How Pakistan's failed foreign policy is a stern warning to Stephen Constantine's plans of fielding Indian origin players
Every now and then, a raging debate takes Indian football by storm – should foreign players of Indian origin be allowed to represent the nation?
India’s head coach Stephen Constantine has always wanted to field foreigners with Indian roots but every time, his plans have taken a hit due to the nation’s prevailing laws in connection with the whole procedure.
According to the current system, a person of Indian origin (PIO), who is a foreign national, must forego the citizenship of any other country in order to represent India on the sporting field.
Players like Michael Chopra and Danny Batth have in the past shown interest in playing for the nation but one question always lingers – is this the way forward?
Learning from Pakistan's example
If we take a look at India’s neighbouring country Pakistan, they also have tried out the same tactics but haven’t had much success on the field.
In the year 2005, the Pakistan Football Federation (PFF) made an effort to reach out to the Pakistani diaspora in Europe to find professional and semi-professional players who have had their base in Pakistan in the past and were eager to play for the country.
Zesh Rehman, who was a Fulham player back then, moved to Pakistan in 2005. Ex-Manchester United academy trainee Adnan Ahmed, who turned pro at lower league Huddersfield, also joined the team.
The PFF even held an open trial in Rotherham in mid-2007 to find potential players of Pakistani origin to play at various AFC youth tournaments.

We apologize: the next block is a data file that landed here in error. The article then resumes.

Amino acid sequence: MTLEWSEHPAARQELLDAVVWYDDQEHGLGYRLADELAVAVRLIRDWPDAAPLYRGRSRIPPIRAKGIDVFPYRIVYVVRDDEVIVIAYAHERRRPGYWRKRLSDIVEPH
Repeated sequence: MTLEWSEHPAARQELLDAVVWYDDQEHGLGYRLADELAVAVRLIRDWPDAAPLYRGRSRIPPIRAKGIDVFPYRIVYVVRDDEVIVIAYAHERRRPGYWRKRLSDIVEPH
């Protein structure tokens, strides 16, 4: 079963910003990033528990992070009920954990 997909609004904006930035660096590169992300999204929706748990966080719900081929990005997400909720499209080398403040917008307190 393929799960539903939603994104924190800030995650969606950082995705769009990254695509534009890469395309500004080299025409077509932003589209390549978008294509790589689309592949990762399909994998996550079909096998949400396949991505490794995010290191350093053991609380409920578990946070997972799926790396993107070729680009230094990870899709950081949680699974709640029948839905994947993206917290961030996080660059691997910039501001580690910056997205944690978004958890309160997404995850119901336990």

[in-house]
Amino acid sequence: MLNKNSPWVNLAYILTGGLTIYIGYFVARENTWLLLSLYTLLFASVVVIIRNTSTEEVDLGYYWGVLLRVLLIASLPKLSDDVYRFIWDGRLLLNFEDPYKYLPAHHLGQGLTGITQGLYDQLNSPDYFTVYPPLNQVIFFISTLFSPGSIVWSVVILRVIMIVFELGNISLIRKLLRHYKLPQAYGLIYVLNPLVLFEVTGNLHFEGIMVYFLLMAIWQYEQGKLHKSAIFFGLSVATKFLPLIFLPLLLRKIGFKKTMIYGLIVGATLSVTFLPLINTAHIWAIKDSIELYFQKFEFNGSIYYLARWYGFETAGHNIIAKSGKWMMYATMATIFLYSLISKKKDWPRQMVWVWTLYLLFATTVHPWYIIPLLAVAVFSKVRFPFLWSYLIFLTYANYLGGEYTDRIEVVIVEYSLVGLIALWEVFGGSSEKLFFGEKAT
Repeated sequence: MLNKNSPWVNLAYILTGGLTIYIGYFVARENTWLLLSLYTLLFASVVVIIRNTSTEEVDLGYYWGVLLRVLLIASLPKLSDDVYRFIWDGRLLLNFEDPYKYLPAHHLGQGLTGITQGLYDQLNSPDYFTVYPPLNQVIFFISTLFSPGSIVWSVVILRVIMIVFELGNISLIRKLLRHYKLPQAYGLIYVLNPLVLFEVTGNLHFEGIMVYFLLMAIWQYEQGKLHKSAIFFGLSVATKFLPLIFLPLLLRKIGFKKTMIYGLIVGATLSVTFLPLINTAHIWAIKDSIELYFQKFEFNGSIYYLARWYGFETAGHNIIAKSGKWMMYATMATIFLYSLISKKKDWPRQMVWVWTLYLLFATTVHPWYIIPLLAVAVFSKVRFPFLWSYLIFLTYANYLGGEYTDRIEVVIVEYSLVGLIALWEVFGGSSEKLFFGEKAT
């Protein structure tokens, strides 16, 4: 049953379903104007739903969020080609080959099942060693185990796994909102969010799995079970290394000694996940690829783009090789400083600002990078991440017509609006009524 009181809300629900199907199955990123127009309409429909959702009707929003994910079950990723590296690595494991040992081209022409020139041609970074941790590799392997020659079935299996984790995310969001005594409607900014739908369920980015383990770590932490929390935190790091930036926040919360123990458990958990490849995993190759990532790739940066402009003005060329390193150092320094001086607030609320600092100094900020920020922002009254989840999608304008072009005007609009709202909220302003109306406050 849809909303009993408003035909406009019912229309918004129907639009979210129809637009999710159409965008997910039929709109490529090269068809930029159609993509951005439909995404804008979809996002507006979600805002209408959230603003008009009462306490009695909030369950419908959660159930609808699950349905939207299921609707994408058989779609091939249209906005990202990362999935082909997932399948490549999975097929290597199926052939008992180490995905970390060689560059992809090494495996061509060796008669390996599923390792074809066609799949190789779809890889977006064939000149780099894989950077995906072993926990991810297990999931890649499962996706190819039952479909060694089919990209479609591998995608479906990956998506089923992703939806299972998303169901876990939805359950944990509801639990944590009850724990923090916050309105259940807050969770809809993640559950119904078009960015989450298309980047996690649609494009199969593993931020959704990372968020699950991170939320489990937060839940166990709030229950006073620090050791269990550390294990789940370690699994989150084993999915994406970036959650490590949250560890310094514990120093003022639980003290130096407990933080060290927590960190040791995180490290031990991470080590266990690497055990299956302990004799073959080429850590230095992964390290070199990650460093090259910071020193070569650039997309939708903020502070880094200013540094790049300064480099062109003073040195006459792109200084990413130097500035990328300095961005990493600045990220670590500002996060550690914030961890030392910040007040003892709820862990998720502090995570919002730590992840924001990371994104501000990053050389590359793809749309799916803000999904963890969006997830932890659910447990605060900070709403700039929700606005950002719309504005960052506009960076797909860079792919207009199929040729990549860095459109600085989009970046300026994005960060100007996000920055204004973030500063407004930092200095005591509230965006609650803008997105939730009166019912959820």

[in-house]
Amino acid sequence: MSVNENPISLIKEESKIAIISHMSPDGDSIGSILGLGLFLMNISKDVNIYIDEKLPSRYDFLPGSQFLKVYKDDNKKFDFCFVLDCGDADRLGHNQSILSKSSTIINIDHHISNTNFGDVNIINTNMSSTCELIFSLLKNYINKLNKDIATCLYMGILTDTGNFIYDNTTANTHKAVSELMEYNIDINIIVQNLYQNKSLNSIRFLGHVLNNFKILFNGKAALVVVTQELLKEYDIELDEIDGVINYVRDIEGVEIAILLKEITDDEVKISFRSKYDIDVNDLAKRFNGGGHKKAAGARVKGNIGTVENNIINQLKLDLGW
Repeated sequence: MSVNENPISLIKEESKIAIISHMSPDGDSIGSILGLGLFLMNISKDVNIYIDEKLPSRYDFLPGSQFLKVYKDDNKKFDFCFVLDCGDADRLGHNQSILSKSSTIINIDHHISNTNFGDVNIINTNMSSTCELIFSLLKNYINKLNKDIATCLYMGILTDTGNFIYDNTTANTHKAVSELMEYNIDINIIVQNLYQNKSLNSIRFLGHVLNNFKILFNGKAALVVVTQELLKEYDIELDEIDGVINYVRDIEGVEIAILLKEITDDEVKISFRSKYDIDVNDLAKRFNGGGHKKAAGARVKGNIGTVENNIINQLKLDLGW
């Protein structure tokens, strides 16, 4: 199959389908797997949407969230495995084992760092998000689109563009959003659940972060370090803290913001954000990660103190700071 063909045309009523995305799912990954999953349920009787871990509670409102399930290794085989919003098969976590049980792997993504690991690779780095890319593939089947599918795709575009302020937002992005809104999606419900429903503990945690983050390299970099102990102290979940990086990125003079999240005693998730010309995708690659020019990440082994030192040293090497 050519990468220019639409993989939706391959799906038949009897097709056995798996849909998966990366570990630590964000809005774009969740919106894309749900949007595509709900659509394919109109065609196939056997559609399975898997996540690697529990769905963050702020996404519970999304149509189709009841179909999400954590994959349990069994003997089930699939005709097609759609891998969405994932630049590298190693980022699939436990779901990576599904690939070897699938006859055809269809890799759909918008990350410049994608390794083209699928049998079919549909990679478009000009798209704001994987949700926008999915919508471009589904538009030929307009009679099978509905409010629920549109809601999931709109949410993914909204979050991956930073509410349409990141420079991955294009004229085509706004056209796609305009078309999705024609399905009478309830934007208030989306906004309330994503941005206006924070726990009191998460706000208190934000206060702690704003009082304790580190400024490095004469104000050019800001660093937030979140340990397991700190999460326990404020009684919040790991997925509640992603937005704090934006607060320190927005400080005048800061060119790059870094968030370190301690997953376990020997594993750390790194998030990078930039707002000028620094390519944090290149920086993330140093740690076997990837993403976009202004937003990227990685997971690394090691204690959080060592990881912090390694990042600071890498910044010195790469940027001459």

The move was a well thought one but there were no long-term plans in place which could derive desirable results with the help of these foreign players who represented Pakistan.
They didn’t play enough friendlies and as a result, their FIFA ranking kept plunging downwards. Also, neither in the continental nor the World Cup qualifiers were Pakistan able to leave a mark.
Having players abroad no sign of success
Incidentally, almost half of the players in the current Pakistan team ply their trade in different foreign leagues. Apart from Zesh and Adnan, the most prominent figure in Pakistan football is their captain Kalle Mullah Khan. He plays for Tulsa Roughnecks in the United Soccer League while defender Nabel Aslam plays for Glostrup FK in the second division in Denmark.
In India, it is believed that playing abroad is the key to success. This might be true but we have to also consider the fact that proper infrastructure and planning need to be in place to derive success. Otherwise, Pakistan won’t be ranked 201 even after having so many players in foreign leagues.
Coming back to the topic of fielding players of Indian origin, the Indian football management has to take a sensible step. These foreigners can only be a stop-gap solution which might make the national team stronger for a while. But the fact remains that unless the grassroots of Indian football aren’t looked after in a proper way, talents won’t be nurtured and the supply line to the national team will be affected.
Spain can take a Diego Costa, who has also played for Brazil, in their ranks and still succeed because in their case he is not a temporary solution. Additionally, neither has he opted for Spain after realising that he won’t be able to be a permanent member in the Brazil squad.
However, in India’s case, the NRI and PIOs who feel that they won’t be able to earn caps for the respective countries where they are currently based, show their interest towards playing for India.
These players are mostly on the wrong side of thirty and even if they are taken in the national team, they won’t be able to sustain for a long time. Thus, proper planning and grooming of the youngsters is the way forward for Indian football.